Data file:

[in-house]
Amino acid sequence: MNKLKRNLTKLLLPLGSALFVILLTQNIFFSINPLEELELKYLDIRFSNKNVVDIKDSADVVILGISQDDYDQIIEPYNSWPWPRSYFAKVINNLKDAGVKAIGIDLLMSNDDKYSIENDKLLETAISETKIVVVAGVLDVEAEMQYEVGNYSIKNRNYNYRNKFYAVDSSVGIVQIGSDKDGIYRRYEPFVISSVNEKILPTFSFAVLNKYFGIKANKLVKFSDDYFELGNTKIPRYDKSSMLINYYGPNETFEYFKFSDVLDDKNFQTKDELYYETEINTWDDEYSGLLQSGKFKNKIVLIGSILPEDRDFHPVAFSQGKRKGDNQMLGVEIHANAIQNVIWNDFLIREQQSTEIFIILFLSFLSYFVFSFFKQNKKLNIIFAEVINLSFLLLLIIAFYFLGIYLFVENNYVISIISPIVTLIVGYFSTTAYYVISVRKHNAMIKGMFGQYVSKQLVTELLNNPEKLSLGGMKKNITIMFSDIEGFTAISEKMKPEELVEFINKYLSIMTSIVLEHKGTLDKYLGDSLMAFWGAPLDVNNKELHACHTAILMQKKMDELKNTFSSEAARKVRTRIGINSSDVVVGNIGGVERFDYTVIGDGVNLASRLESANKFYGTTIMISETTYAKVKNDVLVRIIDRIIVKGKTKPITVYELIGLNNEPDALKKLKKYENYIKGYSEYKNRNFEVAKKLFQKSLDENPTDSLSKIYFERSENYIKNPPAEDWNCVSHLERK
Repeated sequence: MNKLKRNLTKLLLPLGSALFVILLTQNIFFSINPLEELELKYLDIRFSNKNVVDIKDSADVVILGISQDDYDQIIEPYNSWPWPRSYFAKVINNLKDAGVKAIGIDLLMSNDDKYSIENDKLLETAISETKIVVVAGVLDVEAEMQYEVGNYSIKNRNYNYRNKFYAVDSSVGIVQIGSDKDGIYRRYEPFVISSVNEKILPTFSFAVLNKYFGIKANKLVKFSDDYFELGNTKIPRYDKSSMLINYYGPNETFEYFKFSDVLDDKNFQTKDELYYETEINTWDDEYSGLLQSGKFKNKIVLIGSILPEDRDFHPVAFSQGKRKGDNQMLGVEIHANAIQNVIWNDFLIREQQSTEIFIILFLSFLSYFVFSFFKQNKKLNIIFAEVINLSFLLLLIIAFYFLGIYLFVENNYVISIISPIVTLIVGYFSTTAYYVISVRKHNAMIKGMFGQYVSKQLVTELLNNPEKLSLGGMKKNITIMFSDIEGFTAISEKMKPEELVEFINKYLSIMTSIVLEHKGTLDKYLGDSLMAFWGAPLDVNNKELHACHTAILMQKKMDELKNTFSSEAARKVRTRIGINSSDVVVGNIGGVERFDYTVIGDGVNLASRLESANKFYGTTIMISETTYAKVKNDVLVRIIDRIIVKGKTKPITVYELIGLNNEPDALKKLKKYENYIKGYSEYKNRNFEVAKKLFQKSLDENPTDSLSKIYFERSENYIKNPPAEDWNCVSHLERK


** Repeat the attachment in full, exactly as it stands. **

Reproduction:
[in-house]
Amino acid sequence: MNKLKRNLTKLLLPLGSALFVILLTQNIFFSINPLEELELKYLDIRFSNKNVVDIKDSADVVILGISQDDYDQIIEPYNSWPWPRSYFAKVINNLKDAGVKAIGIDLLMSNDDKYSIENDKLLETAISETKIVVVAGVLDVEAEMQYEVGNYSIKNRNYNYRNKFYAVDSSVGIVQIGSDKDGIYRRYEPFVISSVNEKILPTFSFAVLNKYFGIKANKLVKFSDDYFELGNTKIPRYDKSSMLINYYGPNETFEYFKFSDVLDDKNFQTKDELYYETEINTWDDEYSGLLQSGKFKNKIVLIGSILPEDRDFHPVAFSQGKRKGDNQMLGVEIHANAIQNVIWNDFLIREQQSTEIFIILFLSFLSYFVFSFFKQNKKLNIIFAEVINLSFLLLLIIAFYFLGIYLFVENNYVISIISPIVTLIVGYFSTTAYYVISVRKHNAMIKGMFGQYVSKQLVTELLNNPEKLSLGGMKKNITIMFSDIEGFTAISEKMKPEELVEFINKYLSIMTSIVLEHKGTLDKYLGDSLMAFWGAPLDVNNKELHACHTAILMQKKMDELKNTFSSEAARKVRTRIGINSSDVVVGNIGGVERFDYTVIGDGVNLASRLESANKFYGTTIMISETTYAKVKNDVLVRIIDRIIVKGKTKPITVYELIGLNNEPDALKKLKKYENYIKGYSEYKNRNFEVAKKLFQKSLDENPTDSLSKIYFERSENYIKNPPAEDWNCVSHLERK
Repeated sequence: MNKLKRNLTKLLLPLGSALFVILLTQNIFFSINPLEELELKYLDIRFSNKNVVDIKDSADVVILGISQDDYDQIIEPYNSWPWPRSYFAKVINNLKDAGVKAIGIDLLMSNDDKYSIENDKLLETAISETKIVVVAGVLDVEAEMQYEVGNYSIKNRNYNYRNKFYAVDSSVGIVQIGSDKDGIYRRYEPFVISSVNEKILPTFSFAVLNKYFGIKANKLVKFSDDYFELGNTKIPRYDKSSMLINYYGPNETFEYFKFSDVLDDKNFQTKDELYYETEINTWDDEYSGLLQSGKFKNKIVLIGSILPEDRDFHPVAFSQGKRKGDNQMLGVEIHANAIQNVIWNDFLIREQQSTEIFIILFLSFLSYFVFSFFKQNKKLNIIFAEVINLSFLLLLIIAFYFLGIYLFVENNYVISIISPIVTLIVGYFSTTAYYVISVRKHNAMIKGMFGQYVSKQLVTELLNNPEKLSLGGMKKNITIMFSDIEGFTAISEKMKPEELVEFINKYLSIMTSIVLEHKGTLDKYLGDSLMAFWGAPLDVNNKELHACHTAILMQKKMDELKNTFSSEAARKVRTRIGINSSDVVVGNIGGVERFDYTVIGDGVNLASRLESANKFYGTTIMISETTYAKVKNDVLVRIIDRIIVKGKTKPITVYELIGLNNEPDALKKLKKYENYIKGYSEYKNRNFEVAKKLFQKSLDENPTDSLSKIYFERSENYIKNPPAEDWNCVSHLERK